+
heimlich maneuver, david diaz, choking

A diagram on how to perform the Heimlich maneuver.

ABC’s “The Good Doctor” is centered around Dr. Shaun Murphy, a man with autism whose near photographic recall and ability to remember details make him an incredible surgeon. However, as a person with autism, he has difficulty communicating with his patients and fellow healthcare workers.

It’s a good show for families to watch because it takes on issues faced by people who have autism spectrum disorder. The show is also a great way for young people to learn life-saving techniques, according to a story reported by Fox News.

David Diaz Jr., 7, was eating lunch with his friend DeAndre at Woodrow Wilson Elementary school in Binghamton, New York, when he noticed his friend choking on a piece of pizza. David looked around and saw that he was closer than any of his teachers, so he got behind the choking child and performed the Heimlich maneuver.

David had learned the technique after watching “The Good Doctor” with his father, David Diaz Sr.


"The adults were circulating the cafeteria, monitoring," Kristin Korba, a second-grade teacher at the school, told Fox News. "David rushed behind [the choking student] and performed the Heimlich. "I went over right after it happened and checked [on the student]," Korba continued. "He was cleared by the nurse and parents [were] contacted."

After saving the boy’s life, David told Korba that he saw the technique on TV and thought it was something he should remember because it seemed to be something “important.”

David was commemorated for his bravery at a ceremony in his classroom where New York State Sen. Fred Akshar (R) presented him with a New York State Senate Commendation Award.

"When somebody needed it, you saved their life," Akshar told the boy in a video he posted to Facebook. "So I was pretty excited to be able to come because really, as your teacher said, you are a hero. You are. You saved somebody’s life. In the world in which we live it's nice to know there are people amongst us who are willing to give of themselves and help others and that's what you did."

Then he presented him with the award in front of his cheering classmates and DeAndre.

While it is pretty astonishing that a 7-year-old kid not only knew about the Heimlich maneuver, but how to successfully apply the technique, experts say it’s age-appropriate. The Heimlich Heroes foundation has training guides that teach children as young as the second grade to help people who are choking.

“Everyone can learn the Heimlich maneuver, regardless of size and strength,” the organization says on its website.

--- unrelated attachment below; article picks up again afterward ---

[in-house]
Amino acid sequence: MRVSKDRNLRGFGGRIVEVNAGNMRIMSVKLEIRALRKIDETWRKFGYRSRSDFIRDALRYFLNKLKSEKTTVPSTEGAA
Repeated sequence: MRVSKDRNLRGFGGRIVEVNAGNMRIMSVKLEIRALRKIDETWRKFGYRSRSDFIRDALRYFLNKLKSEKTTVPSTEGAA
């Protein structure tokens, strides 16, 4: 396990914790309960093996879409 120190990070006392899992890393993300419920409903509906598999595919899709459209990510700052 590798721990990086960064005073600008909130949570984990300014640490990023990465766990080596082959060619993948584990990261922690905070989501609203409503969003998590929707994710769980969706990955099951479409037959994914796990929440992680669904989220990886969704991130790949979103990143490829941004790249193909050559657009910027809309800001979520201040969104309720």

After his act of bravery, David’s dad isn’t discounting a career in medicine for his young son.

"If he’d like to pursue becoming a doctor when he grows up, I'll be happy to help him achieve that later in life. But it’s really up to him," Diaz Sr. said.

The Heimlich maneuver was developed by Dr. Henry Heimlich more than 40 years ago and has saved hundreds of thousands of lives.

Learn more about how to perform the Heimlich maneuver at Mayo Clinic.







Photo by Stormseeker on Unsplash

Some cries for help can be hard to discern.

“I’m fine.”

How easily these two words slip from our mouths, often when nothing could be further from the truth. Sometimes, it feels safer to hide our true feelings, lest someone make a judgment or have a negative reaction. Other times, it’s a social rule instilled in childhood, perhaps even through punishment. Or maybe denying is the only way to combat overwhelm—if we ignore it all long enough, things will eventually get better anyway.

At the end of the day … it’s all about avoiding further pain, isn’t it?

But this denial can lead to even more suffering—not only emotionally, but physically as well. Everything from stiff muscles, to migraines, to digestive issues can stem from suppressing emotions.

Keep ReadingShow less
Joy

10 things that made us smile this week

Upworthy's weekly roundup of joy and delight.

From stellar sportsmanship to corntastic kiddos to adorable animals, enjoy the best of the internet this week.

Wait. Are we really almost halfway through August already? Didn't I just write one of these intros talking about how summer had arrived? What the heck happened???

Time flies when you're having fun, I guess, and these weekly roundups are nothing but fun. Every day it seems like we're bombarded with something new to stress about or be outraged over, but not here. In this space, we celebrate simple joys, awesome humans, hilarious animals and all things smile-worthy.

This week alone, we've seen sportsmanship that inspired us, parenting that touched our hearts and kiddos that tickled our funny bones. Readers have told us they look forward to our 10 things roundup every week, which is good because we have no intention of stopping. (Honestly, it's therapeutic to pull this list together, so win-win all around!)

Keep ReadingShow less
Family

How breastfeeding actually works is seriously awe-inspiring

Let's take a moment to marvel at this miraculous process.

A viral video shows what's happening beneath the surface when a baby breastfeeds.

Let me start by saying I don't care whether you breastfeed or not. Everyone's circumstances are different, no one needs to explain why they did or didn't breastfeed their babies and we'd all be better off with far fewer judgments across the baby-feeding spectrum.

With that disclaimer out of the way, can we at least all agree that breastfeeding is freaking awesome?

I mean, the whole biological process of growing an entire human practically from scratch is mind-blowing all by itself. But the fact that our bodies then create food to feed that human, with a whole system for how and when that food gets made and released, is just so cool.

Keep ReadingShow less